Cashmere discussed this with faith leaders and organizers – Chaplain Alan Hamm, the Community Support Line Coordinator for the Sex Workers Outreach Project (SWOP) Behind Bars, and El-Farouk Khaki, the Co-Founder and Imam of El-Tawhid Juma Circle.
As a chaplain, Alan Hamm has worked with sex workers for over a decade, providing spiritual care to the sex work community through hospital chaplaincy and his work with SWOP Behind Bars.
He emphasizes the need for listening to sex workers over politicians to mitigate stigma and increase safety. “These issues are complex – we need to look at those who are affected by [these laws], not those who are making the laws and benefitting from banning,” says Chaplain Alan.
Although sex workers have not been his primary audience, El-Farouk offered insight into Islamic principles that are more central to Islam than policing each other. He emphasized the need for more Muslims to focus on taqwa, or God-consciousness, rather than policing each other. “We are all made in God’s image – Allah breathes life into each and every one of us,” El-Farouk tells Cashmere.
When it comes to the spiritual care of sex workers, both Chaplain Alan and Imam El-Farouk agree: that the prioritization of caring for the soul needs to come without judgment.
“Sex workers still end up at the bottom of collective judgment, even though sex workers are in all communities across the world,” says Imam El-Farouk. Chaplain Alan shared a similar sentiment: “Frequently I would hear sex workers say, ‘I don’t want to talk to a priest – I don’t need anyone to save me. ’”
These small recognizances showcase the most important point: By listening to the sex workers, religious professionals can learn more about how we want to be treated and cared for, rather than listening to politicians. media, and influences who carry ulterior motives. Sex workers can have a connection with God and religion, without a savior complex attached.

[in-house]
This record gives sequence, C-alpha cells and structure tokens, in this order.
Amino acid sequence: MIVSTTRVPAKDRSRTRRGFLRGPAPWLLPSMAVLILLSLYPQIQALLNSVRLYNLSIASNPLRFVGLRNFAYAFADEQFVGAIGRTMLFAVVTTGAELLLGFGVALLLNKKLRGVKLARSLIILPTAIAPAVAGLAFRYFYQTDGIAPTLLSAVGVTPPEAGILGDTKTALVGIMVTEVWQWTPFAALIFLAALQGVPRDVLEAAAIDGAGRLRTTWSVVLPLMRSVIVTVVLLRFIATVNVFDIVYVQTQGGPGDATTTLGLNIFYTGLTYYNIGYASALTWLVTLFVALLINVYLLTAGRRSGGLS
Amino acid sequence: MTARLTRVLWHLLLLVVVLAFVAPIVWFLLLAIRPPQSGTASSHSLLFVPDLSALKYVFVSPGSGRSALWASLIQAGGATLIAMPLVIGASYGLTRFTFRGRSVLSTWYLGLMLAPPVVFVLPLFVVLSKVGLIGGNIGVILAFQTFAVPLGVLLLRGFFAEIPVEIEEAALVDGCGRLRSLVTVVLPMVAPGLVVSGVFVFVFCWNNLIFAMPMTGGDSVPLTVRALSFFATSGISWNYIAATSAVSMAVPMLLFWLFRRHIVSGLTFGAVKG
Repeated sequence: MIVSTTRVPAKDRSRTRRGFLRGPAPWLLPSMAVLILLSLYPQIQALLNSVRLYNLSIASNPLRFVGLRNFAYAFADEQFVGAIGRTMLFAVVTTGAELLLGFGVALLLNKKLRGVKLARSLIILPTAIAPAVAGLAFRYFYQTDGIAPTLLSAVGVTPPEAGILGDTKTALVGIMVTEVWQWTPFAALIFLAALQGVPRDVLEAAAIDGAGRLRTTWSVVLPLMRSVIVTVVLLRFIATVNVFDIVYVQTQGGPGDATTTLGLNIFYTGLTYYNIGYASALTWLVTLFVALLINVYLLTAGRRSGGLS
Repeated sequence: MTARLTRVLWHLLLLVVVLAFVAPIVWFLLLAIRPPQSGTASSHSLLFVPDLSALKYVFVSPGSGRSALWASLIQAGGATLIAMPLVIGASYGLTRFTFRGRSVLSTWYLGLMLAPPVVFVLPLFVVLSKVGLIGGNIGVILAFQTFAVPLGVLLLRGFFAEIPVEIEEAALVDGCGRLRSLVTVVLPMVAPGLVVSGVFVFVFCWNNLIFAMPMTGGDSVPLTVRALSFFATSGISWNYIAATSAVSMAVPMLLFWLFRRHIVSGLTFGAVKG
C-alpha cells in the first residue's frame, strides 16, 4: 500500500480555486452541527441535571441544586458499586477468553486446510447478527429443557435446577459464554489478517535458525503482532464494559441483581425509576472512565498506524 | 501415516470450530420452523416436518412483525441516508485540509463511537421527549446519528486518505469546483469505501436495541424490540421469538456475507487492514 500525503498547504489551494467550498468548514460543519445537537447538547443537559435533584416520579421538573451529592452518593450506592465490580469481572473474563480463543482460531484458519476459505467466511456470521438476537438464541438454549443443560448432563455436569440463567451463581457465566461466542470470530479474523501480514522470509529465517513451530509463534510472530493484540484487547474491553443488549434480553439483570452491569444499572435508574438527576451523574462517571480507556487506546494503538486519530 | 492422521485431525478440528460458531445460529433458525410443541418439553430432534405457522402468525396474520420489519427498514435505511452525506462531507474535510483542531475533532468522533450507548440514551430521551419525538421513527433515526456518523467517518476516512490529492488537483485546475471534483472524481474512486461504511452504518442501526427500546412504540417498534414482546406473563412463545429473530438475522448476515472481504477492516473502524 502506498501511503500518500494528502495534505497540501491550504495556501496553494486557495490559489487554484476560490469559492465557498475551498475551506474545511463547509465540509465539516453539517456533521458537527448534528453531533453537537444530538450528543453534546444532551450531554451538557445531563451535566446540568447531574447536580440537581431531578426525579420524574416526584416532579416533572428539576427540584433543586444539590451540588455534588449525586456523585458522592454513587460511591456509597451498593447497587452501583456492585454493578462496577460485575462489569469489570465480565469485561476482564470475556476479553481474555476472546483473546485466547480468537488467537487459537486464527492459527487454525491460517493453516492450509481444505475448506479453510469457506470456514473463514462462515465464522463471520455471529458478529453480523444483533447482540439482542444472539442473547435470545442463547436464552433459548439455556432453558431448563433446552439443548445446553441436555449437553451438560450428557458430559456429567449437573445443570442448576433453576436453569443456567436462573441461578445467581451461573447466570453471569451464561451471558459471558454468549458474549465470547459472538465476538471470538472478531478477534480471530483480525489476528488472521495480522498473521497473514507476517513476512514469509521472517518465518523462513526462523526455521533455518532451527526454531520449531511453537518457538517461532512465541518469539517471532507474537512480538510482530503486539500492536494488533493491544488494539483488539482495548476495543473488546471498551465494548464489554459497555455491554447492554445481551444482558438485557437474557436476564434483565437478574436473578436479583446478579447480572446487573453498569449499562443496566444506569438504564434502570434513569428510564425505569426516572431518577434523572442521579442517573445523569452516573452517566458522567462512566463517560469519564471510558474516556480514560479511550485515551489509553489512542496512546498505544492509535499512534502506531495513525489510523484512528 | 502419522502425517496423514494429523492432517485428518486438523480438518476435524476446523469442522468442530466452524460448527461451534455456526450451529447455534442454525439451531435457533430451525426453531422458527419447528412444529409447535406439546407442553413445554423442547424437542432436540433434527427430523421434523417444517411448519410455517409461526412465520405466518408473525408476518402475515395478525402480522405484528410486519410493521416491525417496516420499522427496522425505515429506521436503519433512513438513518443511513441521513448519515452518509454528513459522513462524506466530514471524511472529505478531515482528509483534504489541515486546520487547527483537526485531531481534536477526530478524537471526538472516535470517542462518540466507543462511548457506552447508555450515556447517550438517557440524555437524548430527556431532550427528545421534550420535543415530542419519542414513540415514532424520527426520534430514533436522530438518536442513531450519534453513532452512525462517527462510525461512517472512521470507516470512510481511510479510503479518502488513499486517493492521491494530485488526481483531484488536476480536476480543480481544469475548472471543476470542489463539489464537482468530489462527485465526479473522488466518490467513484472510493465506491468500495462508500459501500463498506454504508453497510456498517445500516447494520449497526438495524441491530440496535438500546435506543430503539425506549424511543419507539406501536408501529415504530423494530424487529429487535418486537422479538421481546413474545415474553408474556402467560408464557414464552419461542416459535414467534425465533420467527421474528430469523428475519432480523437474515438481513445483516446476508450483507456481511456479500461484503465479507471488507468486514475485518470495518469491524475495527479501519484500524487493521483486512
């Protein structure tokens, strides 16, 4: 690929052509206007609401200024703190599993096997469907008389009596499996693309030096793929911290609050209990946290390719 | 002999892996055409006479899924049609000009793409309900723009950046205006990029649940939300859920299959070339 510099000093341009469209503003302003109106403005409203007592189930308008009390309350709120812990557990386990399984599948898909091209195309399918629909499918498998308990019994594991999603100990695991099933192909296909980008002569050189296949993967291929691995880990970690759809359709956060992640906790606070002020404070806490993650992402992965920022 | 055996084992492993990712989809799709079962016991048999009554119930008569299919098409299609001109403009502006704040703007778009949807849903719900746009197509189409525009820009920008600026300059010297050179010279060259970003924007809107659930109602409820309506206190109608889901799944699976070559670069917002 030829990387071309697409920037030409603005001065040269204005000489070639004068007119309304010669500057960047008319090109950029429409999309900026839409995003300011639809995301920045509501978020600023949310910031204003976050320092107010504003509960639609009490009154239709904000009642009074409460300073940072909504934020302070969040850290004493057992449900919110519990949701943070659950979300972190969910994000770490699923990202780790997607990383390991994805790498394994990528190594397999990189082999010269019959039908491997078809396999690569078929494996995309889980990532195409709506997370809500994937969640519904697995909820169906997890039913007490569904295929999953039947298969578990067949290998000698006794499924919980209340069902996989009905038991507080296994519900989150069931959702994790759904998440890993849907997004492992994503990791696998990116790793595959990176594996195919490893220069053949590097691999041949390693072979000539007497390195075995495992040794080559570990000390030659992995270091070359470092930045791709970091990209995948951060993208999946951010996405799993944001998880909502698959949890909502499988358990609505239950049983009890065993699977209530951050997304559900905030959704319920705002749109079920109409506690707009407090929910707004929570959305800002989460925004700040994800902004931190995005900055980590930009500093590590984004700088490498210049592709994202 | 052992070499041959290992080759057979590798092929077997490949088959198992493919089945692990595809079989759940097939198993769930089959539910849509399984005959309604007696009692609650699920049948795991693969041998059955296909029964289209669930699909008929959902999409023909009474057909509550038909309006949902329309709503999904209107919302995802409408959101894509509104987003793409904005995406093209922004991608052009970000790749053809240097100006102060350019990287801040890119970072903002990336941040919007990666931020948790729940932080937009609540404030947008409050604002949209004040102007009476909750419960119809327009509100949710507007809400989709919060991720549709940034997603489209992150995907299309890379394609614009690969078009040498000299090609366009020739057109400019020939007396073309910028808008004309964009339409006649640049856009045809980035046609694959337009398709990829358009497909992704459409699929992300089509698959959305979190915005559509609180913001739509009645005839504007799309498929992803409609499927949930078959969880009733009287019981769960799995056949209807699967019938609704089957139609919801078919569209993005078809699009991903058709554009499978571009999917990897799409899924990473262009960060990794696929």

Religious Leaders Can Take Action… And Accountability
By focusing on systemic oppressions that are at the source of the problems surrounding sex work, such as a lack of social support programs and accessible STI testing, religious leaders can focus less on saviorism and more on ending violence against 一 and providing support 一 to sex workers.
Religious professionals can take the first step by evaluating how they talk about sex in their spaces. See if there’s room to become more compassionate and make changes. Reach out to local sex worker charities and initiatives, and see how you can get involved. It can be a building block to creating relationships with sex workers in their communities.
“Sex is the stigma — wrapped up in patriarchy and colonial and post-colonial experience,” explains El-Farouk. “Codifying religion into law [regarding sex] harms everyone.”
To end whorephobia in religious spaces, more religious leaders need to listen to sex workers and make their spaces actively welcoming.
Below are key ways to fight sex work stigma in religious spaces and beyond:
- Nurturance over Saviorism. Sex workers need to be treated with dignity, not disgrace or judgment. Those who engage with sex workers need to learn that our voices matter, and we are not looking for saviors to uplift us out of the work we consent to.
- Fight for Bodily Autonomy. Just like issues of reproductive justice, abortion rights, and transgender health rights, having the right to decide for ourselves what we do with our bodies in consensual environments needs to be prioritized.
- Resources, Resources, Resources! Due to more recent legislation that censors sex workers online and in-person, direct aid to sex workers and sex work organizations is the best way to support sex workers. From food pantries to support groups, actions speak louder than words.
- Decriminalization, Not Legalization. As seen with the examples of the Nordic Model and FOSTA-SESTA, sex workers’ voices have been clear: letting governments have more control over our bodies is not the solution.